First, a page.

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Inflation: The rising cost of living worries Canadians

The rising cost of living is worrying Canadians and defining Ontario’s election as prices rise on everything from groceries to gas.

In the Greater Toronto Area, the average price per liter of gas has just reached a record $2.09, while prices in Montreal climbed to $2.15 on Monday. Both are below Vancouver, where prices recently hit $2.34. Experts predict no immediate relief.

“Usually I put in $50 a week,” one driver told CTV News. “Now I’m putting in $80 a week for the same amount of gas.”

Food prices have also soared.

“Vegetable prices are up, canned prices are up, fruit and everything,” a shopper told CTV News. “Even the meat. The meat is ridiculous.”

The rising cost of living appears to be a priority for voters in Ontario, where provincial party leaders debated Monday for the last time before the June 2 election.

Progressive Conservative Leader Doug Ford has pledged to temporarily cut gas and fuel taxes while the Liberals promise to cut all public transit fares to one dollar through 2024. NDP proposes subsidies for energy-efficient home upgrades, which could help reduce utility bills.

“I don’t know which party, but who can take control of the cost of living,” one voter told CTV News.

Sarika Agrawal says a year ago she was spending $100 a week to feed her family of five. Today she says it costs closer to $200.

“Grocery prices and gas prices: two things they should do something about,” Agrawal told CTV News.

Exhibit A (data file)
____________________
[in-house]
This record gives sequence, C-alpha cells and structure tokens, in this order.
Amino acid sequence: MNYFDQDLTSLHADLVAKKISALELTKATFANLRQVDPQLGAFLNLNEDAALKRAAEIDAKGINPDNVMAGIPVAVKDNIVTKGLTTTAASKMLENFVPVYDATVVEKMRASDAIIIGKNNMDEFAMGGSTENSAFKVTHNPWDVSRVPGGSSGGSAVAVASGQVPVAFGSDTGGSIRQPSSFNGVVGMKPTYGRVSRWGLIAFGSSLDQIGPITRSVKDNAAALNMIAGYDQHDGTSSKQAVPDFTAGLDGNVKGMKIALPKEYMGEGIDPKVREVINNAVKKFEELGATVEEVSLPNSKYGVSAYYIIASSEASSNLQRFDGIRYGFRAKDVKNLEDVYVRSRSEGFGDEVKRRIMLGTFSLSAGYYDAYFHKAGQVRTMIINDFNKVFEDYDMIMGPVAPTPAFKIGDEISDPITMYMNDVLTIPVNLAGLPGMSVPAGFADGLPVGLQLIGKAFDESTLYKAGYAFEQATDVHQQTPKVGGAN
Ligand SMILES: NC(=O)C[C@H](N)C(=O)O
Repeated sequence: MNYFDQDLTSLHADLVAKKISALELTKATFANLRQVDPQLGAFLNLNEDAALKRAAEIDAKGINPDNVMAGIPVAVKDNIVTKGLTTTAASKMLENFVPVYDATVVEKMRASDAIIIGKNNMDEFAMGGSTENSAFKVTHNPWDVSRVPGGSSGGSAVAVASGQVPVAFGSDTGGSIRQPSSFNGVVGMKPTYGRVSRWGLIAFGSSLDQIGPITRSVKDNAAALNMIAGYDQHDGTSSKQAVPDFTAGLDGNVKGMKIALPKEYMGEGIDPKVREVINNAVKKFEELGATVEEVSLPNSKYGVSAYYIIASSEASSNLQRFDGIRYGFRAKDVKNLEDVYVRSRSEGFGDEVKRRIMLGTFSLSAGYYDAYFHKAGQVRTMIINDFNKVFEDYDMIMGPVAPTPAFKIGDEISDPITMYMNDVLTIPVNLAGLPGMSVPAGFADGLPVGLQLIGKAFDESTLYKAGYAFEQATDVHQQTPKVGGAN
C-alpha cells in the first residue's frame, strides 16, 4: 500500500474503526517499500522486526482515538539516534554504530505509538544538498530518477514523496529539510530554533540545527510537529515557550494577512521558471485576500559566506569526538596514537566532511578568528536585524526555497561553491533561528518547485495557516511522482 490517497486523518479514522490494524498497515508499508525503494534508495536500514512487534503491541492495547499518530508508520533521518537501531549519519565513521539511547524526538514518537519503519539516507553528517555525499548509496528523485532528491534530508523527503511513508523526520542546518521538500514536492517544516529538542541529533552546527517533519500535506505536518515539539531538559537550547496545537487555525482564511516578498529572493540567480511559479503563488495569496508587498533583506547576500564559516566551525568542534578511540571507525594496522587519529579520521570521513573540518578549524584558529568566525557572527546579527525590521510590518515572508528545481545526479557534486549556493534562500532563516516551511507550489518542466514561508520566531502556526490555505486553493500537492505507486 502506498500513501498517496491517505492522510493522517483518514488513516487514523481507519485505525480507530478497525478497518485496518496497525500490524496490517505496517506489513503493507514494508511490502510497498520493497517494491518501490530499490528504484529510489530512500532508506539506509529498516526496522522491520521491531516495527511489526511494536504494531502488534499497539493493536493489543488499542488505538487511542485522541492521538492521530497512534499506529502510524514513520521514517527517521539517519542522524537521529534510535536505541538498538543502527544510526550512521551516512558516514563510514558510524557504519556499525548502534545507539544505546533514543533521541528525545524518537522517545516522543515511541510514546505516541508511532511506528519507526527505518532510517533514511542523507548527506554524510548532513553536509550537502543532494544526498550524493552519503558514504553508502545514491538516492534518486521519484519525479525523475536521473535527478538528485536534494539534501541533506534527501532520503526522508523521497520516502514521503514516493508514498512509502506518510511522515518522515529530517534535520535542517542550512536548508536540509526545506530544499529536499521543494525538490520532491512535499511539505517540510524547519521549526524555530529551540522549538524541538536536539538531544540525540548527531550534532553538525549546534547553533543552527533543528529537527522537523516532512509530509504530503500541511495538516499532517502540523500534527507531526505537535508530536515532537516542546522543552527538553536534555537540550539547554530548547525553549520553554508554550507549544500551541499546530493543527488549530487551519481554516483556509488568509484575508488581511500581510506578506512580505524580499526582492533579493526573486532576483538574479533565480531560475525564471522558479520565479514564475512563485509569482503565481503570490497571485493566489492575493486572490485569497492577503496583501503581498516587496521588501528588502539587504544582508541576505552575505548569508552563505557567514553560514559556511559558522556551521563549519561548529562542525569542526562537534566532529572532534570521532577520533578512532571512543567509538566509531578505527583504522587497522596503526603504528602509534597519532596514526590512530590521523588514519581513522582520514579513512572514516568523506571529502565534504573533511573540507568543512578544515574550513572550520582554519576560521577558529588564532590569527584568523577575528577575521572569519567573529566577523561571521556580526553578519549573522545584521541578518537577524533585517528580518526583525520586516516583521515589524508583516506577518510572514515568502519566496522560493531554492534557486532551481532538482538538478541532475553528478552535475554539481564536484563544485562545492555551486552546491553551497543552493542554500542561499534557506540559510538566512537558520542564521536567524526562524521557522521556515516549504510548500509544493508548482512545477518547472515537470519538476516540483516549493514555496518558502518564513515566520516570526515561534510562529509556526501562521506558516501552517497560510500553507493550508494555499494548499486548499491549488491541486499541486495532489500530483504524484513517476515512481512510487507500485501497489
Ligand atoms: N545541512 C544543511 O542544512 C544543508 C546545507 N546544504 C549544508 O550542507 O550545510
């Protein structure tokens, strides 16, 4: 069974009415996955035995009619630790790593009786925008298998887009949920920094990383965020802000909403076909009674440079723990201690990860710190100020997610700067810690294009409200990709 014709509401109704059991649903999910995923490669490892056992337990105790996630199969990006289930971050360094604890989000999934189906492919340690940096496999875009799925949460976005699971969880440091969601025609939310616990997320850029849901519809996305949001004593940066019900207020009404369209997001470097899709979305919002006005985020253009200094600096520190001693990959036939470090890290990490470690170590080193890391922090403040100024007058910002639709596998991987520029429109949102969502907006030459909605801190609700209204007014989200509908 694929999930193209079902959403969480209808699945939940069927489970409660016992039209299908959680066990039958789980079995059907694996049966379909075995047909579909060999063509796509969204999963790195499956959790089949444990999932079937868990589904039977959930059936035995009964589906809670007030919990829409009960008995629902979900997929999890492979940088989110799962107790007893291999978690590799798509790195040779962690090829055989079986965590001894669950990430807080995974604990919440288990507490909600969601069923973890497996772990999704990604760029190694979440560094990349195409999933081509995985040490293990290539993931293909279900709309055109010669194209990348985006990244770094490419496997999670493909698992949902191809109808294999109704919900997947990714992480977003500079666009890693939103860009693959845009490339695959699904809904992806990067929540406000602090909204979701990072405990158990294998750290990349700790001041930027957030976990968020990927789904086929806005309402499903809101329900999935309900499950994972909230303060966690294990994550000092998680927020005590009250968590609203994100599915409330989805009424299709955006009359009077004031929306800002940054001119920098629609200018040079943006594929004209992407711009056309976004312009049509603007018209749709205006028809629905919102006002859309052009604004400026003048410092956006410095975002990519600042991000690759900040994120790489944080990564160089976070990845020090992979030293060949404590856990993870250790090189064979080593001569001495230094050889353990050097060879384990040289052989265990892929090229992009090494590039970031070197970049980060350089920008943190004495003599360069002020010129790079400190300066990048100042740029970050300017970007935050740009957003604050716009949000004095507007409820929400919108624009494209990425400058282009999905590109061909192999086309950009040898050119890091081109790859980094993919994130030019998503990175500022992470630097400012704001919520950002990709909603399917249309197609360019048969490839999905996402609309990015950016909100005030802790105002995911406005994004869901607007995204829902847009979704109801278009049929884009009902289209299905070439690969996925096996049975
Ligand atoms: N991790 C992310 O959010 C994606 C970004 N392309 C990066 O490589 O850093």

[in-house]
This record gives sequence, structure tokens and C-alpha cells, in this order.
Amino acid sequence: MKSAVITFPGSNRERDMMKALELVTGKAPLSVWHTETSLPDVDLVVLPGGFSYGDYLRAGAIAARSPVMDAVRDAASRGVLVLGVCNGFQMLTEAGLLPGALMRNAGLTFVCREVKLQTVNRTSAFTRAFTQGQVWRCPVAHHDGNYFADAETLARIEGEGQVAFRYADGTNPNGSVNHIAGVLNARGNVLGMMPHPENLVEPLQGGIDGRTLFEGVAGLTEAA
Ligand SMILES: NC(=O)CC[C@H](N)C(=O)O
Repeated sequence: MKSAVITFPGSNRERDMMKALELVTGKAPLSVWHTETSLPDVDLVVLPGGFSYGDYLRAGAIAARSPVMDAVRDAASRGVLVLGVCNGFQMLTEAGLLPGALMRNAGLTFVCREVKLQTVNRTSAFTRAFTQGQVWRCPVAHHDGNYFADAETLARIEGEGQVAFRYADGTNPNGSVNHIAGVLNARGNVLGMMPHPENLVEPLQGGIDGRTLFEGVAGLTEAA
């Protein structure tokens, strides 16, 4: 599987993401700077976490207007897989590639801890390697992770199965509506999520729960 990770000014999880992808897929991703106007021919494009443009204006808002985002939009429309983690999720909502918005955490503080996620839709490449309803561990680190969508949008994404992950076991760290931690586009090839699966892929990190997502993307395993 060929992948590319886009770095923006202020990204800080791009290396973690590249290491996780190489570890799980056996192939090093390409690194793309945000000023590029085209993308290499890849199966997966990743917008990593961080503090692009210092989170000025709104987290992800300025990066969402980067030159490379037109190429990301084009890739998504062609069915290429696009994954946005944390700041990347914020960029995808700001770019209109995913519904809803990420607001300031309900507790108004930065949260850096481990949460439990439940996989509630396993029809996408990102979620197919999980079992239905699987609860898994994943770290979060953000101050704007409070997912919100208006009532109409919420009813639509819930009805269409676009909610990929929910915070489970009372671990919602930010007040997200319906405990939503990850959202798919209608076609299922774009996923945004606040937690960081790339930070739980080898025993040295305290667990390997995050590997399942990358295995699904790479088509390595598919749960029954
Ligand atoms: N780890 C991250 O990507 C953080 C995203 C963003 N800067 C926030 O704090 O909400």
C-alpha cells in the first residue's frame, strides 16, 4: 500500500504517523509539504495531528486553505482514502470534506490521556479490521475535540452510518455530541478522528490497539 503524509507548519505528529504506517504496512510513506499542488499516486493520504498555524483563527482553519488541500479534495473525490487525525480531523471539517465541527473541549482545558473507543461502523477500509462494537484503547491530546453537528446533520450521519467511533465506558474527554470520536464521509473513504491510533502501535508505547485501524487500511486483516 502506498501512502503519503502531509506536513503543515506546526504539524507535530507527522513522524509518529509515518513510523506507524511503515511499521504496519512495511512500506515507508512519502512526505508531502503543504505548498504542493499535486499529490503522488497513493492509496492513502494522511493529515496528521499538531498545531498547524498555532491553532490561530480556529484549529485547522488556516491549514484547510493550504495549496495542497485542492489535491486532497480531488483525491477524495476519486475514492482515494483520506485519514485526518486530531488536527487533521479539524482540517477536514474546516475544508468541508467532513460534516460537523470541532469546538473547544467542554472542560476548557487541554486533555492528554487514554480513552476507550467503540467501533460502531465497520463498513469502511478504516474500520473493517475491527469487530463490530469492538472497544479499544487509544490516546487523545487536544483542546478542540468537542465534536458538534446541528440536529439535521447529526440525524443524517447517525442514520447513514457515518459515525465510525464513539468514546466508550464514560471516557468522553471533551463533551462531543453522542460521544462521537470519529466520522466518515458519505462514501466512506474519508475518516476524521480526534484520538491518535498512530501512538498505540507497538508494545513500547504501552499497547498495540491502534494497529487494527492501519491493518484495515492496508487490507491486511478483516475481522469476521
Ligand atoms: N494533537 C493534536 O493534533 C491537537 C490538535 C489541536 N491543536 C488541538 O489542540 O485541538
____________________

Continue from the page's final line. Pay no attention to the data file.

At least there has been some relief in the housing market. For the second month in a row, home prices in Canada have fallen, according to data from the Canadian Real Estate Association. The average cost of a home in Canada in April was $746,000, down from a record high of over $816,000 in February 2022, a drop of 9%. Although rising mortgage rates are helping calm the market, homes in Canada are still more expensive than they were a year ago.

Vancouver’s booming real estate market is no exception. In the east end of the city, a dilapidated and completely uninhabitable two-bedroom house recently went on sale for $1.5 million.

“There’s not a lot out there for $1.5 million, oddly enough,” Vancouver realtor David Hutchinson told CTV News.

Statistics Canada is expected to release its latest inflation figures on Wednesday. While many hope inflation has peaked, data released in April showed inflation hit a 30-year high of 6.7%.

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